He shook his head. “As if. I know it’s because you had too many offers to choose from.”
“I’m not sure you remember me correctly,” Annie snorted.
Liam paused in his step and turned to face her. “Oh, I remember you very well, Annie.” His dark brown eyes held her hazel ones unwaveringly, and she felt a slight tremor in her chest. “You know how they say some people always stay with you? I think that’s you, for me.”
That was Liam too. He could swing from flippant to sincere in a matter of moments. Annie had always preferred his jesting side, because she could come up with a sound retort most the time. And if he flirted, she knew a line a two herself. But his sincerity made her feel awkward and inadequate—he could be so unaffected and genuine she felt pressured to respond in kind. But deep down, she doubted her capacity for such naked authenticity, and that had always been the imperceptible wall between them.
“Well, don’t tell your girlfriend that,” she teased, trying to lift the mood again.
He never pressed when she sidestepped. “No girlfriend right now. Much to mom’s chagrin.” He cocked his head and stared at her. “But I heard through the grapevine you found someone. I thought you were getting married.”
Annie blew out her breath. “I thought so too,” she murmured, and left it at that.
“Well, he dodged one.”
He grinned, but she read the sympathy in his eyes. She laughed softly, appreciative. Liam would not offer her pity or meaningless, cheerful babble, and that was perfectly fine by her.
“Remember we nearly went to the same university?” he mused, out of the blue.
“Yeah. I wonder how that would have played out.”
“I’m thinking a nice colonial style house in Stony Grounds. I wouldn’t have gone to med school, and we could settle here and relive the glory days all over. Oh, and I’d like to have twins.”
“What?” Annie gaped at him, incredulous.
His gaze strayed across the grassy field before it landed on her. “You mean I’m the only one of us that’s ever fantasized about our being married? What a shame.”
“I—well—“ she sputtered. His tone was light and half-joking, but their conversation began bringing back the hours they spent in the school library in full and vivid color—the lingering but frivolous talks, the silences they shared. And though years stood between that time and now, along with the experience of profound highs and bitter lows in relationships that overshadowed a girlhood crush, Annie felt a quiet, tremulous thrill spiral through her veins.
“You don’t have to admit it.”
“Always a gentleman,” she shot back, somewhat recovering.
He mock bowed. “At your service.” After a pause, he changed the subject. “You never answered my question. Where are you leaving town for tomorrow?”
“Oh! London, actually. I put in a transfer request at work.”
His dark eyes clouded slightly. “London. That’s an entire ocean away.”
A touch of melancholy undergirded his words, and Annie started a little. Surely, he could not have thought—after all this time, and a mere accidental run-in—
“Well, aren’t you in Maryland for med school?”
“Yeah. I’m flying back soon. Just came home for the end of summer.”
They were back along the fresh fruit row of the market, and some of the stands were closing for the night. The woman who tried to sell Annie pears was still there, though she was packing the unsold fruit into large, cardboard boxes. Liam tarried near her, eyeing the produce.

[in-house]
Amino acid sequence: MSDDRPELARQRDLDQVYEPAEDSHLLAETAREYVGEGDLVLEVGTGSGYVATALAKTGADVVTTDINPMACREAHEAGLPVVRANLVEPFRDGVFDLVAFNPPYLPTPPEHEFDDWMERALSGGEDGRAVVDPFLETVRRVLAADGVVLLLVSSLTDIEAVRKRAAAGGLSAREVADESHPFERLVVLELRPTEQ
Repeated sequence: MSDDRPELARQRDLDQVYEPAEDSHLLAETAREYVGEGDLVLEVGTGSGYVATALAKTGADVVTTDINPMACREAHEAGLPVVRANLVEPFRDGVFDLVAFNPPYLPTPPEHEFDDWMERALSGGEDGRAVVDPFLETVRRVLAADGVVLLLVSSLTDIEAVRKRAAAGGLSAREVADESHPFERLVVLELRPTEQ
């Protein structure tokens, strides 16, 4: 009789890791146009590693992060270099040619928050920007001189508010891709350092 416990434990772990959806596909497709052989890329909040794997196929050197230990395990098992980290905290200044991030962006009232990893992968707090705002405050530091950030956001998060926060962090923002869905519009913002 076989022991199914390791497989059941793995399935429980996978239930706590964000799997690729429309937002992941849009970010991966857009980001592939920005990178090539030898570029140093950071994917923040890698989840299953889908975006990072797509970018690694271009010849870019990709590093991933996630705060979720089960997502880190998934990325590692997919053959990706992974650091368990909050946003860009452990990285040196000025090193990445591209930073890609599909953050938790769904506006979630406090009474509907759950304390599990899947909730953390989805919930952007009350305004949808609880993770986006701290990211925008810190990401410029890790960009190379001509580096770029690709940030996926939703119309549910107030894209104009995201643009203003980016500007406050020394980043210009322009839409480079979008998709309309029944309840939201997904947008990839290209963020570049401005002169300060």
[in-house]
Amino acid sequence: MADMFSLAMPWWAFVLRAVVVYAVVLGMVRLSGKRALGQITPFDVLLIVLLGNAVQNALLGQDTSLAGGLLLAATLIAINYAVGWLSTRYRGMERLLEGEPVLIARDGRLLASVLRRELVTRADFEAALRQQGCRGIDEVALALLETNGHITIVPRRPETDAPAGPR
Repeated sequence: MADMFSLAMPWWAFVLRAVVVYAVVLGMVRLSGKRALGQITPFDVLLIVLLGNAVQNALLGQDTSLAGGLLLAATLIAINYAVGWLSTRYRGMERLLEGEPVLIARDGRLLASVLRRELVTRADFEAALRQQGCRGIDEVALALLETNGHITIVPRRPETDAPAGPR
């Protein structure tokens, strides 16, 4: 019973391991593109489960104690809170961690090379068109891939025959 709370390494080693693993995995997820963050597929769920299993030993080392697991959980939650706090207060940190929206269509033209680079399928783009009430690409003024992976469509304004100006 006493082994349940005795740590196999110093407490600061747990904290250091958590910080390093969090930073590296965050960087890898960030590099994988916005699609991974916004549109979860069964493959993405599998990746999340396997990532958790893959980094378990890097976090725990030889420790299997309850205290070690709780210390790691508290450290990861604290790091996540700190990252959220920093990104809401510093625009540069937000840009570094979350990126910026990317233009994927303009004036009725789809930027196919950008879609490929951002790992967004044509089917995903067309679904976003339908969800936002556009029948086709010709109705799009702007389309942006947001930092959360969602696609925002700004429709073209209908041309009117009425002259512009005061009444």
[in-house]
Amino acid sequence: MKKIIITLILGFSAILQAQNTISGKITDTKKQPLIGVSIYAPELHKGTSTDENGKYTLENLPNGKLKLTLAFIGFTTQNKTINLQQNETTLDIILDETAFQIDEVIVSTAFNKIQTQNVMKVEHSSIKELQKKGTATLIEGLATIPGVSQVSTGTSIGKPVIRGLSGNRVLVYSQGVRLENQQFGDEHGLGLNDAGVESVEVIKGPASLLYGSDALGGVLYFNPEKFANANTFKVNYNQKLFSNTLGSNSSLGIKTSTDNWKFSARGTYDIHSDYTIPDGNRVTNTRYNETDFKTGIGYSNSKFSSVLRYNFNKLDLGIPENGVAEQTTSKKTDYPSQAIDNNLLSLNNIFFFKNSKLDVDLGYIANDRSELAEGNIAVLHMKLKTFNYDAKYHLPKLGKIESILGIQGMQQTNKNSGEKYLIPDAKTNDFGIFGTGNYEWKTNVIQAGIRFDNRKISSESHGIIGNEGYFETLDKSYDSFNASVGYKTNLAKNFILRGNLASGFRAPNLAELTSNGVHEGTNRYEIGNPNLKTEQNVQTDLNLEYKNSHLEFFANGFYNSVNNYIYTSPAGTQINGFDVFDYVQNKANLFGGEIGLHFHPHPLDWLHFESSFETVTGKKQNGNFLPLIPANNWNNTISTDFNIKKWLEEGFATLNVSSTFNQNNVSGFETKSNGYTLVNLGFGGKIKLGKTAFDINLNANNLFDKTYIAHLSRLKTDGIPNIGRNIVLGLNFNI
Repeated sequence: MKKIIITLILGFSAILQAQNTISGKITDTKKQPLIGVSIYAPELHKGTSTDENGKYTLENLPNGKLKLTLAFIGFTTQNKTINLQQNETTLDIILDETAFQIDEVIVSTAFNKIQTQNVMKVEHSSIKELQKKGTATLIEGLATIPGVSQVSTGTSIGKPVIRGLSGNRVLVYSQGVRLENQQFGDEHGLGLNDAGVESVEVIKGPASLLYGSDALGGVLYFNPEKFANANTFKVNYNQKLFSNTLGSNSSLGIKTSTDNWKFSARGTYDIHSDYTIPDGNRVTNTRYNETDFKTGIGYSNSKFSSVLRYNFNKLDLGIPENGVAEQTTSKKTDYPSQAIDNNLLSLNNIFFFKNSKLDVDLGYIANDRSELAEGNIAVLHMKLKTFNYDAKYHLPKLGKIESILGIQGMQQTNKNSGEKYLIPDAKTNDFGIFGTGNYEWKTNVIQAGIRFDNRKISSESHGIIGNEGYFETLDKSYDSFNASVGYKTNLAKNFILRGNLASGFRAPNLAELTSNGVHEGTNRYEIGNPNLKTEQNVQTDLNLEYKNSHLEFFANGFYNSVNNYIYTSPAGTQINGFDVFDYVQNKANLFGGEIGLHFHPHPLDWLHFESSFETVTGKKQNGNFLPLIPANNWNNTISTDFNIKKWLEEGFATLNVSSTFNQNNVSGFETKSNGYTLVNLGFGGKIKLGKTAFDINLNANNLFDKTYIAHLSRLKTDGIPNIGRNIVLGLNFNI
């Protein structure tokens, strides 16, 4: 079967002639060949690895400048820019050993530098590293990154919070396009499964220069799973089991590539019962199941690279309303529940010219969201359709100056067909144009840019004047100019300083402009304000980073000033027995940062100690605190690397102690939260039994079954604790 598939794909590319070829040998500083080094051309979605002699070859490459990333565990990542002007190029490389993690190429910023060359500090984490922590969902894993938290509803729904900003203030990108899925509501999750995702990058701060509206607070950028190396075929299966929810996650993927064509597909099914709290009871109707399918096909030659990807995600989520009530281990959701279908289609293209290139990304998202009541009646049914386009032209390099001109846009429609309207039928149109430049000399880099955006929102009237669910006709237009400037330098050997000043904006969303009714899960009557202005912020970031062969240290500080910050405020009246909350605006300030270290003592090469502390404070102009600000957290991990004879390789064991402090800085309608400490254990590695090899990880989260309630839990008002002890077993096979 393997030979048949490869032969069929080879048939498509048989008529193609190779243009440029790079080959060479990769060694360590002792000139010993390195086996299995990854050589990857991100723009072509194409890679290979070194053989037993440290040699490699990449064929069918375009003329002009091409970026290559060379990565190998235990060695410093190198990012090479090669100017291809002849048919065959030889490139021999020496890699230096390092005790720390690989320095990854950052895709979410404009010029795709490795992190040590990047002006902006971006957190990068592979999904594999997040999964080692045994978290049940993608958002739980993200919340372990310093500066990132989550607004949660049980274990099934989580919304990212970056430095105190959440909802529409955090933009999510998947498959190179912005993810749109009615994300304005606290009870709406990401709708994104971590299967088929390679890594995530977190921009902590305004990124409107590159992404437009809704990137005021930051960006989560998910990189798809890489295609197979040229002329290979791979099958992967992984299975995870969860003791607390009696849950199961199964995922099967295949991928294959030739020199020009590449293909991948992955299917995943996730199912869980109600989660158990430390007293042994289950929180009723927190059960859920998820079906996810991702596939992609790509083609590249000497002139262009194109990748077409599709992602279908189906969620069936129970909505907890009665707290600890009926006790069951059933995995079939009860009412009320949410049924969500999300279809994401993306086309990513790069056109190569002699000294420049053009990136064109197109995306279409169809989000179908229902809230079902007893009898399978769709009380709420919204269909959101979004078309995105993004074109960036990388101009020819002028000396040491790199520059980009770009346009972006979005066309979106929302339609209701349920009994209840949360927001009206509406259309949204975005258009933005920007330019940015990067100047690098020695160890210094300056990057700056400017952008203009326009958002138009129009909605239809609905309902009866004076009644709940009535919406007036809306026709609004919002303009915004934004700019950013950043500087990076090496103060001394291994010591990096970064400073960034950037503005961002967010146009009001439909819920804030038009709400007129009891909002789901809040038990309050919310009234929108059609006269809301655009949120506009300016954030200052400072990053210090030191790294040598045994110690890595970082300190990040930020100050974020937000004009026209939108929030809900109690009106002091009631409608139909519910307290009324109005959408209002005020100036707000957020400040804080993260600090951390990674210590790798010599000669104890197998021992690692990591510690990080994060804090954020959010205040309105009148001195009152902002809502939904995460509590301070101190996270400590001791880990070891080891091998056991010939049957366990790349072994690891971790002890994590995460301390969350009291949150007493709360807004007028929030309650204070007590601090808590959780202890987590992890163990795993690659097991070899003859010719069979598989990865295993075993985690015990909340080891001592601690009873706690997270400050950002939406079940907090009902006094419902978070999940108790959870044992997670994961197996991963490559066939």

“Wait,” he called out. “I’d like to purchase one.”
The woman looked at him merrily. “Yes, sir. What can I get you?”
Liam chose a well-shaped, dark red Anjou pear. He turned it absently in the palm of his hand before holding it out to Annie.
“Something from home, since you’ll be in a foreign place.”
She took the pear, her fingers brushing against his. Since her approval officially came through, Annie had looked forward to London for months—the rich history, the culture, the sights. So it was only for a fleeting, ridiculous fraction of a second that she wanted to stay. Or at least, spend one more day at home—and who knew what could happen in a day. But the moment, and the feeling, passed by like a brief but piercing gust of wind.
“Thanks, Liam.” She smiled, but then rolled her eyes upward. “But you know I can’t take this through customs.”
“Damn.” He chuckled. “I was hoping you’d stuff it in your suitcase, forget, and they’d ship you home for endangering the continent.”
“Of course they would. Because five foot two American girl is the very profile of a terrorist.”
“You think they’d be able to put a Maryland return address on you?”
They both laughed, and then fell into a quiet camaraderie. The number of people in the park had dwindled, but the band was still playing. Overhead, the stars sprawled across the heavens, bright and clear, and the occasional bird joined its voice to the music.
The trail through the grass ended, and they were at the parking lot. Annie recognized Liam’s old Honda Civic in the corner spot.
“You’ll be okay walking home?” He glanced at her.
Annie nodded. “I’m just around the corner.”
There was a silence before Liam took her hand and squeezed it lightly. The streetlight brought his face into sharp focus for a moment, but he shifted his weight, and his features fell into the shadows again. “Send me a postcard from London.”
She squeezed his hand back before dropping it. “Sure.”
But her voice sounded a little hollow in her ears as she watched the back of his car recede into the darkness. What would she write to him about? Liam, who’s last few years of life remained a mystery to her still. Liam, who she talked to about everything and nothing—poor subject matters for a five by six postcard framed with Buckingham Palace.
She ran her thumb over the thick, smooth skin of the red Anjou pear and felt unexpected tears sting the back of her eyes.